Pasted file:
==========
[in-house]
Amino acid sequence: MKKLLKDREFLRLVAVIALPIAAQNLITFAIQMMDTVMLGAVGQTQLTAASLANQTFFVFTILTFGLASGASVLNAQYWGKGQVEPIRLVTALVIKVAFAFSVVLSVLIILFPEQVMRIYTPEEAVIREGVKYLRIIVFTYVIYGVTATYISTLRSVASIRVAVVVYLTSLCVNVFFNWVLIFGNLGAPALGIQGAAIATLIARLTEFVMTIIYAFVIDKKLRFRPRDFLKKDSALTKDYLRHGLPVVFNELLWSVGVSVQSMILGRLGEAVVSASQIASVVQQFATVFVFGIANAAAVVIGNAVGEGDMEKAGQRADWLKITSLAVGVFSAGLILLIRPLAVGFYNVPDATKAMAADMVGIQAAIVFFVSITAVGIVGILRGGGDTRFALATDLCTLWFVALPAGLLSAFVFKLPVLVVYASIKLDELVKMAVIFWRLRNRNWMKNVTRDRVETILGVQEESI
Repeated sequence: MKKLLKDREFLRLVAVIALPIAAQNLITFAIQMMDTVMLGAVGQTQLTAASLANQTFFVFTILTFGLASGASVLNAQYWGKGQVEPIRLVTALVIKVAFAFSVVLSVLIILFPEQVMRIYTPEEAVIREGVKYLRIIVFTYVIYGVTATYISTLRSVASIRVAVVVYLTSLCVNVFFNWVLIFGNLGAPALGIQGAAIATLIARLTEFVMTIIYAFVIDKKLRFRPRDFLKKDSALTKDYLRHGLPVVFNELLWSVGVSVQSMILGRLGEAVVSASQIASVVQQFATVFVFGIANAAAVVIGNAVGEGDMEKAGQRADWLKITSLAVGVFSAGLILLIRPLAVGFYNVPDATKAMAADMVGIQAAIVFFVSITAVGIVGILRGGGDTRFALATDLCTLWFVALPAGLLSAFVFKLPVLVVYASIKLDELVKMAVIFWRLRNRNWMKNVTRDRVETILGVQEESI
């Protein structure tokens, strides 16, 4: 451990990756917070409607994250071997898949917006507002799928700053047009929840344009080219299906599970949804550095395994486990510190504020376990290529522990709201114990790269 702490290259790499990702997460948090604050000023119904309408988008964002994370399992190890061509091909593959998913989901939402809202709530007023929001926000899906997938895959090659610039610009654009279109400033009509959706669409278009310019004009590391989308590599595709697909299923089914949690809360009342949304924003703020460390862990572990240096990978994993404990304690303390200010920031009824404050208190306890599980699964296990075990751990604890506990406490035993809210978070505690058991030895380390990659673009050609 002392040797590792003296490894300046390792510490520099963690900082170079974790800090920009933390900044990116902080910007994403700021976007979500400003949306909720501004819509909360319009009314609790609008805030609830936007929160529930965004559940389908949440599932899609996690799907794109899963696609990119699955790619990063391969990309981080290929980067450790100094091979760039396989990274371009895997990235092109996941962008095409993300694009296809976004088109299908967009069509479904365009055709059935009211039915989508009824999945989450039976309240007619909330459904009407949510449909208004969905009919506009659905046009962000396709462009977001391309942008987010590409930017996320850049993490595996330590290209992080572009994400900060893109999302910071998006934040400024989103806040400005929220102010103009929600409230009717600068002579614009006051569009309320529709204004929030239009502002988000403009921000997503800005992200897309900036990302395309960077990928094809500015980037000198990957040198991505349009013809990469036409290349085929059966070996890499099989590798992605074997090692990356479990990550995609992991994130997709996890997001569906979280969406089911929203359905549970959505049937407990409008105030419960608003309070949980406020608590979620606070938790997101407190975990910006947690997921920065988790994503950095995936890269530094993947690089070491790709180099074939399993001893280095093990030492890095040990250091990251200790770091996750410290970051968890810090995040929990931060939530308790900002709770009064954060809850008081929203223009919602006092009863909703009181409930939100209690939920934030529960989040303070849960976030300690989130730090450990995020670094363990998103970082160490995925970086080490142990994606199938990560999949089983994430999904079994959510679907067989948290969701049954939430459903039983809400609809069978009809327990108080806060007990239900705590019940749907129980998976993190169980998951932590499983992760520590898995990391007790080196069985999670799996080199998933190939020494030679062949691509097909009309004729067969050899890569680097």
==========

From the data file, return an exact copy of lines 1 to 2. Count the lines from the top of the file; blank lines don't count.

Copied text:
[in-house]
Amino acid sequence: MKKLLKDREFLRLVAVIALPIAAQNLITFAIQMMDTVMLGAVGQTQLTAASLANQTFFVFTILTFGLASGASVLNAQYWGKGQVEPIRLVTALVIKVAFAFSVVLSVLIILFPEQVMRIYTPEEAVIREGVKYLRIIVFTYVIYGVTATYISTLRSVASIRVAVVVYLTSLCVNVFFNWVLIFGNLGAPALGIQGAAIATLIARLTEFVMTIIYAFVIDKKLRFRPRDFLKKDSALTKDYLRHGLPVVFNELLWSVGVSVQSMILGRLGEAVVSASQIASVVQQFATVFVFGIANAAAVVIGNAVGEGDMEKAGQRADWLKITSLAVGVFSAGLILLIRPLAVGFYNVPDATKAMAADMVGIQAAIVFFVSITAVGIVGILRGGGDTRFALATDLCTLWFVALPAGLLSAFVFKLPVLVVYASIKLDELVKMAVIFWRLRNRNWMKNVTRDRVETILGVQEESI